Xerostomia, more commonly known as dry mouth, is
not a disease in itself. Rather, it is a symptom of many other diseases
and conditions. These conditions cause saliva production to decrease or
stop. Saliva moistens your mouth and helps you to swallow and taste
food. It also is a natural cavity fighter. For example, it washes away
food and plaque from the teeth. It helps to neutralize acids in the
mouth that harm tooth enamel.
If you have less saliva in your mouth, your teeth and gums are at
increased risk of tooth decay.* People with xerostomia also are more
likely to get illnesses that affect the soft tissues of the mouth, such
as yeast infections (thrush). In addition, your diet may be affected
because you cannot taste food as you normally would.
Xerostomia may occur for several reasons. Some common causes include:

  • A side effect of medicine
    — Hundreds of drugs can cause dry mouth. These include pain relievers
    and medicines for depression, cold symptoms and allergies. Medicines are
    the most common cause of xerostomia. Older people often take many
    medicines, including those most likely to cause dry mouth. For this
    reason, they have an especially high rate of dry mouth. Some of the
    drugs which cause dry mouth are Tricyclic antidepressants,
    antihistamines, anti hypertensives and Diuretics.
  • A complication of diseases and infections — Several diseases
    are associated with dry mouth. They include diabetes, anemia, cystic
    fibrosis, rheumatoid arthritis, high blood pressure and HIV infection.
    Xerostomia also occurs with Sjogren’s syndrome. In this disease, the
    body’s antibodies attack the salivary and tear glands. Some viral
    infections, such as mumps, also affect saliva production and cause
  • Dehydration — Any condition that leads to loss of body
    fluids can also cause xerostomia. These conditions include fever,
    excessive sweating, vomiting, diarrhea, blood loss or loss of water
    through the skin after a burn.
  • Radiation therapy — Xerostomia is a common side effect of radiation therapy to treat cancers in the head, neck, adn thyroid cancers.
  • Sjogrens syndrome.
  • Poorly controlled Diabetes
  • Bone marrow transplantation
  • Thyroid Diorders

  • Surgical removal of the salivary glands — If a mass develops in a salivary gland, surgical removal of the gland may be recommended.
Although xerostomia is a symptom, it often occurs along with other symptoms. These may include:

  • Frequent thirst
  • Burning or tingling sensation, especially on the tongue
  • Red, raw tongue
  • Sores in mouth or at corners of lips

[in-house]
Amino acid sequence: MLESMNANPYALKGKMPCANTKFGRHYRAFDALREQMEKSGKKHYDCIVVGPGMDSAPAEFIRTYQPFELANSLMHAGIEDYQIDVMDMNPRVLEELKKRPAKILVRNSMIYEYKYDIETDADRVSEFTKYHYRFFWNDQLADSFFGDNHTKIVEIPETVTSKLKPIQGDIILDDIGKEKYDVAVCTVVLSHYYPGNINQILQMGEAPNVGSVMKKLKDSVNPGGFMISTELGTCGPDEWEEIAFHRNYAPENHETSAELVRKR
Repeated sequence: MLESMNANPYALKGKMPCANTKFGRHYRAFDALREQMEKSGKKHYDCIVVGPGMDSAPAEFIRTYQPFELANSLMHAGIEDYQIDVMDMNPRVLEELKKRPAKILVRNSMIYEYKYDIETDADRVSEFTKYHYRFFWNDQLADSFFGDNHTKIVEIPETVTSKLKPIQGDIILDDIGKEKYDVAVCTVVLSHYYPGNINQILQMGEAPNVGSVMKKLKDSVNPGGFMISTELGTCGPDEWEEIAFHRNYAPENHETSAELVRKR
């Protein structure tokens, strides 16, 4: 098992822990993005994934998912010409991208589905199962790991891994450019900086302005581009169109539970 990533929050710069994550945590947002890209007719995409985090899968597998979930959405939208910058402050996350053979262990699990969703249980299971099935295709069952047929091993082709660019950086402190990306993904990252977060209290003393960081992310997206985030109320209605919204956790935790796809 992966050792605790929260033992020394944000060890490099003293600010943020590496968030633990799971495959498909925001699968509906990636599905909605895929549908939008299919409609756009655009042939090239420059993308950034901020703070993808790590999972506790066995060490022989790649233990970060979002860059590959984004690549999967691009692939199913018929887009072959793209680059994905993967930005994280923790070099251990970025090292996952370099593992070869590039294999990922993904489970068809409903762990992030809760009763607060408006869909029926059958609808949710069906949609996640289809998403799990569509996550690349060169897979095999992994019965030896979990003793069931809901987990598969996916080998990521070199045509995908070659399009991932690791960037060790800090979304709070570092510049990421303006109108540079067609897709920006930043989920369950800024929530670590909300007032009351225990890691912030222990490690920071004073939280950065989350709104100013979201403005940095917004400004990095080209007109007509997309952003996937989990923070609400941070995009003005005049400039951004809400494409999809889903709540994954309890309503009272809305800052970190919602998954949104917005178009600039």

• Difficulty swallowing
  • Problems with taste
  • Sore throat and hoarseness
  • Bad Breath
  • Problems with speech
  • Difficulty in swallowing
  • Dry nasal passages
  • Dry, cracked lips
  • Increase in dental problems, such as caries.
  • Difficulty wearing dentures
  • Repeated yeast infections in the mouth
  • Risk of caries
  • Risk of Periodontal diseases
Xerostomia is a symptom, not a disease. Tell your dentist and hygienist
about your dry mouth. Your dentist will ask you about your medical
history and your symptoms. And the dentist will ask about any drugs you
are taking. This includes prescription. The dentist also will examine
your mouth. He or she will assess the flow of saliva and look for
cracks, sores, and signs of cavities and gum disease.
As i always say that,
“Prevention is better than cure”
To prevent dry mouth, avoid things that cause it, if possible. For
example, if dry mouth is related to a medicine, your physician may be
able to prescribe a drug that causes less dryness. You also can take
steps to prevent or manage the symptoms of dry mouth.
The treatment of xerostomia focuses on three areas:

  • Relieving symptoms
  • Preventing tooth decay
  • Increasing the flow of saliva, if possible
Your doctor will recommend that you practice good dental hygiene.
This means that you should brush and floss properly. You also should
have regular dental visits. In the office, your dentist or hygienist
also will regularly apply flouride to your teeth. Your physician may
work with your dentist to manage your condition.
Treatment is based on how severe your problem is and what caused it.
Fluoride treatments can be prescribed to help prevent cavities.
Artificial saliva is available over the counter as a rinse, spray or
gel. Depending on your medical condition and diagnosis, a doctor may
prescribe a drug that causes more saliva to be released.
Here are some simple tips which might help you, try the following:

  • Drink water often to keep your mouth moist. Carry water with you. Sip it throughout the day. Keep water by your bed at night.
  • Suck on sugar-free hard candies, ice chips or sugar-free ice pops.
    Some doctors believe sugary candies are as likely as dry mouth to cause
  • If you chew gum, try sugarless gum.
  • Use an over-the-counter oral moisturizer or saliva substitute.
  • Use mouth rinses or mouthwashes that do not contain alcohol.
  • Avoid salty foods, dry foods (crackers, cookies, toast) and foods and beverages with high sugar contents.
  • Avoid drinks containing alcohol or caffeine. These increase water loss by triggering frequent urination.
  • Avoid smoking.
  • To minimize irritation of dry tissues, use a moisturizer on your lips and a soft-bristle toothbrush on your teeth and gums